The grey-haired auctioneer smiled at the group of men gathered before him. "Gentlemen, that concludes the auction of the Yeis properties. Please come to the front and settle your accounts with Mr. Lewis here."
Orin stood with his hands in the pockets of his faded overalls watching Mr. Lewis collect the signatures of the men who had just purchased his father's properties. Of course, Mr. Lewis had been right when he said that Orin couldn't run the farm himself. He was, afterall, "just a kid." But at fourteen summers, Orin felt he had already experienced more than any "kid" his age should.
Mr. Lewis gestured to Orin to join him. The slightly heavy
man was red-faced and sweating from the evening sun. Orin
noticed his bald spot before he rose from his seat
"Looks like you'll be enjoying a tidy little profit
from the auction, son," said the auctioneer.
Mr. Lewis glanced at the auctioneer sideways and frowned.
"Uh, that is, if your father hadn't owed so much to the bank," he said, correcting himself.
"That's right, son," Mr. Lewis added. "There's
just enough for you to get yourself from Tynr to Spur, if
that's still where you want to go."
"Oh, yes sir," Orin said, shifting his weight,
"my Pa used ta tell me all kinds a stories 'bout the
Spur an' the knights there an' all. I think he'd like me ta
go there now that he's gone."
"Alright then. I've arranged for you to ride with a
wagon that will be heading in that direction. Now mind you,
it won't be able to take you all the way there. You'll have
to arrange for your own transportation once it arrives at its
destination. But you're a smart kid, aren't you? You'll have
no trouble at all. The wagon will be coming through town
tomorrow, so you'd best be getting yourself together."
"Thanks a lot, Mr. Lewis. You been real kind ta me, sir."
"I'm glad to help you, Orin. You're a good kid and I
wouldn't want to see anyone take advantage of your situation.
Now go on and get your stuff together."
"I will, sir. Thanks again!" Orin said, and he ran into the farmhouse.
"Nice kid," said the auctioneer.
"Yes, but he's a dreamer like his father."
"His father would've been better to teach him the
truth about the real world than to tell him fanciful stories
about knights in shining armor."
"Maybe. But then we wouldn't be able to enjoy such a nice profit, would we?" Mr. Lewis winked.
Orin didn't sleep much that night. Though he knew he
should be feeling more upset about the loss of the farm, the
anticipation of travelling to a strange new city was all he
could think about. When daylight finally broke, he walked
around the farmhouse one last time, and made his way to the
center of the village.
Orin took the quiet wooded pathway that led from one of
the main roads in Tynr to the cemetary. He stood beside of a
fresh mound of dirt and looked at the headstone resting there.
He had been taught to read and write his own name and his
parents' names. "Otilio 'Otis' Yeis" it said, along
with some other words he wasn't able to make out. Next to his
father's headstone were two much older looking headstones.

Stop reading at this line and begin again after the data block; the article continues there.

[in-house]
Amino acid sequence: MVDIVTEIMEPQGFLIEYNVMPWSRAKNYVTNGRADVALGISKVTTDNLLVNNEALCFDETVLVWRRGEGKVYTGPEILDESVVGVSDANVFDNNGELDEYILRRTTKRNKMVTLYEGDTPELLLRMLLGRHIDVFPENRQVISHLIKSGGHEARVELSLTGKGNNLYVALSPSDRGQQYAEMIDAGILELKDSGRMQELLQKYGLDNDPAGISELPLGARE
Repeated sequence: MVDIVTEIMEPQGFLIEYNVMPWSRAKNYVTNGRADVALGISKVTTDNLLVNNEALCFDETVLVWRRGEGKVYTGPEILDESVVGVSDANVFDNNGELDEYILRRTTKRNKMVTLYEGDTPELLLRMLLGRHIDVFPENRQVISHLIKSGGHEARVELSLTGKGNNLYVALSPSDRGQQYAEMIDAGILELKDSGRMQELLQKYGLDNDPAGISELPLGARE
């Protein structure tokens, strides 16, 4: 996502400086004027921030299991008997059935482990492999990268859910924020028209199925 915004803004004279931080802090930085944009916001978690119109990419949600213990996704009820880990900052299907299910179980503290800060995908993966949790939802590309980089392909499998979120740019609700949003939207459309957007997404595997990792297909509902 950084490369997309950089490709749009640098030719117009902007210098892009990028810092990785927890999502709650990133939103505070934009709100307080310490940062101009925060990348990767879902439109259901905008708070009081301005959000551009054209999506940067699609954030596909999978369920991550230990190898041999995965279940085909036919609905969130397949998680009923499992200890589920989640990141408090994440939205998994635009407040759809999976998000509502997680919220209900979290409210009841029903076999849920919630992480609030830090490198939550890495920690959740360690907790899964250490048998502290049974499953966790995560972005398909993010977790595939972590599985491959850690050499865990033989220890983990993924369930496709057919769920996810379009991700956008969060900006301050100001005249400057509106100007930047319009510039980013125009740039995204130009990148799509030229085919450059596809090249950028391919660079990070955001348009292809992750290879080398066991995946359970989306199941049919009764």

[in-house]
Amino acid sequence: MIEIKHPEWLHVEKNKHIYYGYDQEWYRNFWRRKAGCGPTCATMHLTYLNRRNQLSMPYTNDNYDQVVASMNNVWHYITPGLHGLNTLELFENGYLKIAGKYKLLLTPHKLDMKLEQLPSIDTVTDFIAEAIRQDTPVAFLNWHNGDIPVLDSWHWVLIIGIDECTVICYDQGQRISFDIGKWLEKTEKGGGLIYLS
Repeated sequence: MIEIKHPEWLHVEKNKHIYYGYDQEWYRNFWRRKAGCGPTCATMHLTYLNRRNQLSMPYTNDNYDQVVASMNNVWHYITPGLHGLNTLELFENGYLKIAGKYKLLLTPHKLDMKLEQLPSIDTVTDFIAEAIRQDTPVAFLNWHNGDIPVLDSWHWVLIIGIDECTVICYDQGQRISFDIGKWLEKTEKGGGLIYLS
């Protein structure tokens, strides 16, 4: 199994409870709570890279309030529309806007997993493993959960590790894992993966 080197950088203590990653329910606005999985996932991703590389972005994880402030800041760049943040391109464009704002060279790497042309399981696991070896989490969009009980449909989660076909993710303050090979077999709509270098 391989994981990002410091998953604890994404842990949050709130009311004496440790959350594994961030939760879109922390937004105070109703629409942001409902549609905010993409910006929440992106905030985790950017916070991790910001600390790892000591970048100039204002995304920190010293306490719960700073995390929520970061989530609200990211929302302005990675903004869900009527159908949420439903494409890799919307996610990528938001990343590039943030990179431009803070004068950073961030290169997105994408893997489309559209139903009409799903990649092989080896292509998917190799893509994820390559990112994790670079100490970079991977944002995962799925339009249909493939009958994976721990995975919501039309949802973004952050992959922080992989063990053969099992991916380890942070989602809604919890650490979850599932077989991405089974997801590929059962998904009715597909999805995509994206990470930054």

"Ellesandra Yeis" was printed on the one that
marked his mother's site, and the other he knew said "Amberlyn
Yeis" though he couldn't read it. These two headstones
were worn with age, but Orin thought they looked good after
ten years. Or had it been eleven? He couldn't remember
exactly. He had been old enough to learn that the sister that
was supposed to be born never was. And he had been old enough
to learn that his mother had gone with Amberlyn. And he
remembered missing his mother and crying for her for weeks.
So he had to have been three or four when it happened. If
only the dates on the stones had been written with numbers
instead of those blasted archaic symbols!
Looking around the cemetary, Orin noticed that many of the
other grave sites in the area had flowers on them, and he
felt guilty for not bringing any. He had considered taking
some of the wildflowers that grew in the yard of the
farmhouse, but since the farmhouse now belonged to someone
else, he felt it would have been stealing. So instead he laid
his hand on each stone and said goodbye to each quietly in
Orin caught the wagon from Tynr and rode it as far as it
would take him toward Spur. At each stop he had to negotiate
his travelling arrangements with a new group, but eventually
he made it to Spur. Since his arrival, he has met many
interesting people and been influenced by each in some way.
The outspoken bard whose beau causes him feelings of
jealously that he can't explain, and doesn't even recognize.
The leuian priest whose sense of honor he admires above
all others and whom he would never want to disappoint.
The well-mannered knight whose confidence and charisma are
The dark-skinned, dark-haired woman who seems "bad"
on the surface, but yet is so pleasing to look upon.
The red-haired woman who always smiles and hugs him.
The noble hithual whose cheery eyes and hearty laugh make
his heart ache for his father.
The woman of peace who is always so polite to everyone.
And everyone else he has met, no matter how briefly, because they have all given him something to learn.
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